# Where did this equation come from ∠I+ ∠E = ∠A+ ∠D?

$\angle I +\angle E=\angle A+\angle D$

Angle of incidence + angle of emergence = angle of prism (Normally $60^\circ$) + angle of deviation.

If their sum is not equal,we made personal error in doing an experiment with prism. Please make sense of this equation.

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The following diagram shows the prism with the incoming and outgoing light rays.

If you follow the incident light ray in, it gets bent by an angle $\theta_1 = i- r_1$. If you follow the light ray where it leaves the glass, it gets bent again by an angle $\theta_2 = e - r_2$, so the total deviation is:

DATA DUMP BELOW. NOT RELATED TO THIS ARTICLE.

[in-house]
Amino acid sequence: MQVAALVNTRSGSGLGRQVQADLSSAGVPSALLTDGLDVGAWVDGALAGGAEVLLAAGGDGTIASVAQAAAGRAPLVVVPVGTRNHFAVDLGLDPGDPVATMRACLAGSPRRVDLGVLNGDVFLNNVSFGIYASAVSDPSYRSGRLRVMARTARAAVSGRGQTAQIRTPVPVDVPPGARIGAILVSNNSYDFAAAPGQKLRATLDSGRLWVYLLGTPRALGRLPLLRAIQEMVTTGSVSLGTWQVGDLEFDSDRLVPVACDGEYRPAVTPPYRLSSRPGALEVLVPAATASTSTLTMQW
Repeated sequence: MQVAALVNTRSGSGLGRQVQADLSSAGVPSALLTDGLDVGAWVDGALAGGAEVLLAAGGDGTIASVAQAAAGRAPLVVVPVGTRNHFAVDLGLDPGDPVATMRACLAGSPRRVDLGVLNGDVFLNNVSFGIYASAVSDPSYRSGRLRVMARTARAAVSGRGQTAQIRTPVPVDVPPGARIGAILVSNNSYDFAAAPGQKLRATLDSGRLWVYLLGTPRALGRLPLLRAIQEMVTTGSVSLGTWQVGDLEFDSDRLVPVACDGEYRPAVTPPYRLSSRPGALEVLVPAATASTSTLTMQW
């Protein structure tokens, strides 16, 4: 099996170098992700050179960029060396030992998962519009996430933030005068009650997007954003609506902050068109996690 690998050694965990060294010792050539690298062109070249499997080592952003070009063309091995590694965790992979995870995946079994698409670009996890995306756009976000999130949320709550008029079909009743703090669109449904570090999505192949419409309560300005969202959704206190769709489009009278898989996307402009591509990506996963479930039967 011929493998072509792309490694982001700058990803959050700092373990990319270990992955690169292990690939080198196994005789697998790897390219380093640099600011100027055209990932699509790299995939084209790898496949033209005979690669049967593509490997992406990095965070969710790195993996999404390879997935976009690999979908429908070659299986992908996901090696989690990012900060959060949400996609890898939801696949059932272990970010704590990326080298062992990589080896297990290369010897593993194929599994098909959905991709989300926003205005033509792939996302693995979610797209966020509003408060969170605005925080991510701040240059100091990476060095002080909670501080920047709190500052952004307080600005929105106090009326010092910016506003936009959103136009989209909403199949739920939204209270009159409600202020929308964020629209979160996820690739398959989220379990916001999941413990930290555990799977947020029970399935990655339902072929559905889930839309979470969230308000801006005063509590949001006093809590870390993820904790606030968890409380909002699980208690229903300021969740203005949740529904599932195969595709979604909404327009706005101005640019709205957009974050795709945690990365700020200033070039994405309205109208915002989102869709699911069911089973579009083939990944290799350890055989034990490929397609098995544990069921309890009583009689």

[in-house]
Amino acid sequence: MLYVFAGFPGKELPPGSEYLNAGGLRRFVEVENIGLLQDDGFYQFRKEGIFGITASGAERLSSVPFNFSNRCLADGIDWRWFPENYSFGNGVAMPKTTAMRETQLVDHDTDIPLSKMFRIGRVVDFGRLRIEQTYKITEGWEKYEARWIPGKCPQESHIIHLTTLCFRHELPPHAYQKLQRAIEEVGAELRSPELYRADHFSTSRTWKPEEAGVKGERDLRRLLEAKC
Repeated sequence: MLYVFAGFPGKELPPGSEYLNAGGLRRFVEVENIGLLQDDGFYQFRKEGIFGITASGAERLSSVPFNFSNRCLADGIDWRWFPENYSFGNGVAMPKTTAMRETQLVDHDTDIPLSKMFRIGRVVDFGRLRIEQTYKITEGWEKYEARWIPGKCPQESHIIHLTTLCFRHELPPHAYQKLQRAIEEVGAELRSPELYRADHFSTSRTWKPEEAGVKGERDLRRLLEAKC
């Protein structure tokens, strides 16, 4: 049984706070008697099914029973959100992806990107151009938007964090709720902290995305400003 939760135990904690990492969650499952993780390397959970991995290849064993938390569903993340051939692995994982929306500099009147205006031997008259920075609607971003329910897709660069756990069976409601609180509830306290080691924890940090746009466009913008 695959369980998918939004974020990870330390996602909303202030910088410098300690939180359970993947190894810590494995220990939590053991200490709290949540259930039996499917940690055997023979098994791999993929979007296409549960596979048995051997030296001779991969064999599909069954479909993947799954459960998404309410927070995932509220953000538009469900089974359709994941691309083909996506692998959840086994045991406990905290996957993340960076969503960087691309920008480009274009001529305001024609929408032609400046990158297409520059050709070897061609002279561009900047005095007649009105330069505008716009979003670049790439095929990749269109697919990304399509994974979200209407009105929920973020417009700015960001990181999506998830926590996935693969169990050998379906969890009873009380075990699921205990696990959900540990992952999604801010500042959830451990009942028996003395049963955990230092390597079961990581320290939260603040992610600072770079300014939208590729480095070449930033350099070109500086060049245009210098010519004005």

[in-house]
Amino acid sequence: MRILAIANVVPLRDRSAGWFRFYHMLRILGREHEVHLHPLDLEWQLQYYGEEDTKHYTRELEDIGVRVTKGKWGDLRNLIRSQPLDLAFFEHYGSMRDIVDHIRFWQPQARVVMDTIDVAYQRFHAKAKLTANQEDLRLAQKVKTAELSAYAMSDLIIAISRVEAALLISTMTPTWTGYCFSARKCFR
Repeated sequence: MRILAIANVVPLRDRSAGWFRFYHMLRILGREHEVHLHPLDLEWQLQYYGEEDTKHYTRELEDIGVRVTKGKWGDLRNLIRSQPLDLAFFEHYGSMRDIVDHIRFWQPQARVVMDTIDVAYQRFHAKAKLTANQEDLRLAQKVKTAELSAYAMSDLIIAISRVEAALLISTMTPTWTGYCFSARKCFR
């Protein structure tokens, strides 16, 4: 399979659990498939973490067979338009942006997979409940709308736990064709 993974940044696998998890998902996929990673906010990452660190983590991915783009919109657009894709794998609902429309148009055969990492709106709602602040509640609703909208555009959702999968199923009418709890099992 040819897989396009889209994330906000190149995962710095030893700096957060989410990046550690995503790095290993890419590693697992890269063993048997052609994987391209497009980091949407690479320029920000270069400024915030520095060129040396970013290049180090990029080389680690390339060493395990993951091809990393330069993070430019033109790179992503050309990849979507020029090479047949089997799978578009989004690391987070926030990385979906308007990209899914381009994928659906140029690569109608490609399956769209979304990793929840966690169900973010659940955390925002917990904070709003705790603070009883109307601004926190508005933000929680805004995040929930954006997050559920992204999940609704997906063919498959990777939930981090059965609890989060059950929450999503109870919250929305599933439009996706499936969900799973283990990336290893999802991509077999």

\begin{align} D &= \theta_1 + \theta_2 \\ &= i + e - (r_1 + r_2) \end{align}

For the next step look at the triangle formed by the top of the prism and the light ray, and note that the internal angles must add up to 180°. So:

$$A + (90 - r_1) + (90 - r_2) = 180$$

and a quick rearrangement gives:

$$A = r_1 + r_2$$

Now substitute for $r_1 + r_2$ in our first equation and we get:

$$D = i + e - A$$

or:

$$D + A = i + e$$

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+1, nice answer – OmnipresentAbsence Mar 12 '13 at 11:09
Thanks, though sadly I can't claim this is an original answer as you'll come across it in any introductory optics course. – John Rennie Mar 12 '13 at 11:54